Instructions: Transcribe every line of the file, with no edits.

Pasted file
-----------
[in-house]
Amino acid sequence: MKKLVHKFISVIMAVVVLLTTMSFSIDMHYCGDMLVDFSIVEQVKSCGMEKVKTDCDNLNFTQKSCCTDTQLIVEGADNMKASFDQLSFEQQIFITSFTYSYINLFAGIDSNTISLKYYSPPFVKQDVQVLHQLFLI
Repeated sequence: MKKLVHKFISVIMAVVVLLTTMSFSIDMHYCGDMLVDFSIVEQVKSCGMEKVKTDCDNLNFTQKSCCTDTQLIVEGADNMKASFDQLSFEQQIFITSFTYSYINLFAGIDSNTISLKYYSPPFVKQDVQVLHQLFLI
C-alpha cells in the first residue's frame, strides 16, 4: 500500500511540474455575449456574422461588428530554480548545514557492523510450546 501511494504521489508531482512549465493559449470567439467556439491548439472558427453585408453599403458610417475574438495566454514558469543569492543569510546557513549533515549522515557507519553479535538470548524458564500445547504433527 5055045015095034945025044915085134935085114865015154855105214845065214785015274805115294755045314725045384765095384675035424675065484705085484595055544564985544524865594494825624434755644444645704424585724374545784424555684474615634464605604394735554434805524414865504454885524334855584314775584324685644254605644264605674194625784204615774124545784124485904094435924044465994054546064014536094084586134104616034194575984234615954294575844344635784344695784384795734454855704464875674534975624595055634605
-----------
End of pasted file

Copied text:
[in-house]
Amino acid sequence: MKKLVHKFISVIMAVVVLLTTMSFSIDMHYCGDMLVDFSIVEQVKSCGMEKVKTDCDNLNFTQKSCCTDTQLIVEGADNMKASFDQLSFEQQIFITSFTYSYINLFAGIDSNTISLKYYSPPFVKQDVQVLHQLFLI
Repeated sequence: MKKLVHKFISVIMAVVVLLTTMSFSIDMHYCGDMLVDFSIVEQVKSCGMEKVKTDCDNLNFTQKSCCTDTQLIVEGADNMKASFDQLSFEQQIFITSFTYSYINLFAGIDSNTISLKYYSPPFVKQDVQVLHQLFLI
C-alpha cells in the first residue's frame, strides 16, 4: 500500500511540474455575449456574422461588428530554480548545514557492523510450546 501511494504521489508531482512549465493559449470567439467556439491548439472558427453585408453599403458610417475574438495566454514558469543569492543569510546557513549533515549522515557507519553479535538470548524458564500445547504433527 5055045015095034945025044915085134935085114865015154855105214845065214785015274805115294755045314725045384765095384675035424675065484705085484595055544564985544524865594494825624434755644444645704424585724374545784424555684474615634464605604394735554434805524414865504454885524334855584314775584324685644254605644264605674194625784204615774124545784124485904094435924044465994054546064014536094084586134104616034194575984234615954294575844344635784344695784384795734454855704464875674534975624595055634605